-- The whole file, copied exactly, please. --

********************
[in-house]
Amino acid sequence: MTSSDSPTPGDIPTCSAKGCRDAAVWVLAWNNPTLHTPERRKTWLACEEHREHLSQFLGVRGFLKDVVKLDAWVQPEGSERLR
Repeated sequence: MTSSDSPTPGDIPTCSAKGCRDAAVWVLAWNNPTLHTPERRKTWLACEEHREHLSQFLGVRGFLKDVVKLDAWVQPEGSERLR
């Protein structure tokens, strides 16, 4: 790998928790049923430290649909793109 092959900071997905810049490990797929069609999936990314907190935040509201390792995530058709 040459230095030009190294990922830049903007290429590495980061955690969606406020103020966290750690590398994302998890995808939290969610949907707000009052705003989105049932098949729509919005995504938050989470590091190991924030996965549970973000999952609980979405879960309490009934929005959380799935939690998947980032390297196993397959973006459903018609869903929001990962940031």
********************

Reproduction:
[in-house]
Amino acid sequence: MTSSDSPTPGDIPTCSAKGCRDAAVWVLAWNNPTLHTPERRKTWLACEEHREHLSQFLGVRGFLKDVVKLDAWVQPEGSERLR
Repeated sequence: MTSSDSPTPGDIPTCSAKGCRDAAVWVLAWNNPTLHTPERRKTWLACEEHREHLSQFLGVRGFLKDVVKLDAWVQPEGSERLR
């Protein structure tokens, strides 16, 4: 790998928790049923430290649909793109 092959900071997905810049490990797929069609999936990314907190935040509201390792995530058709 040459230095030009190294990922830049903007290429590495980061955690969606406020103020966290750690590398994302998890995808939290969610949907707000009052705003989105049932098949729509919005995504938050989470590091190991924030996965549970973000999952609980979405879960309490009934929005959380799935939690998947980032390297196993397959973006459903018609869903929001990962940031």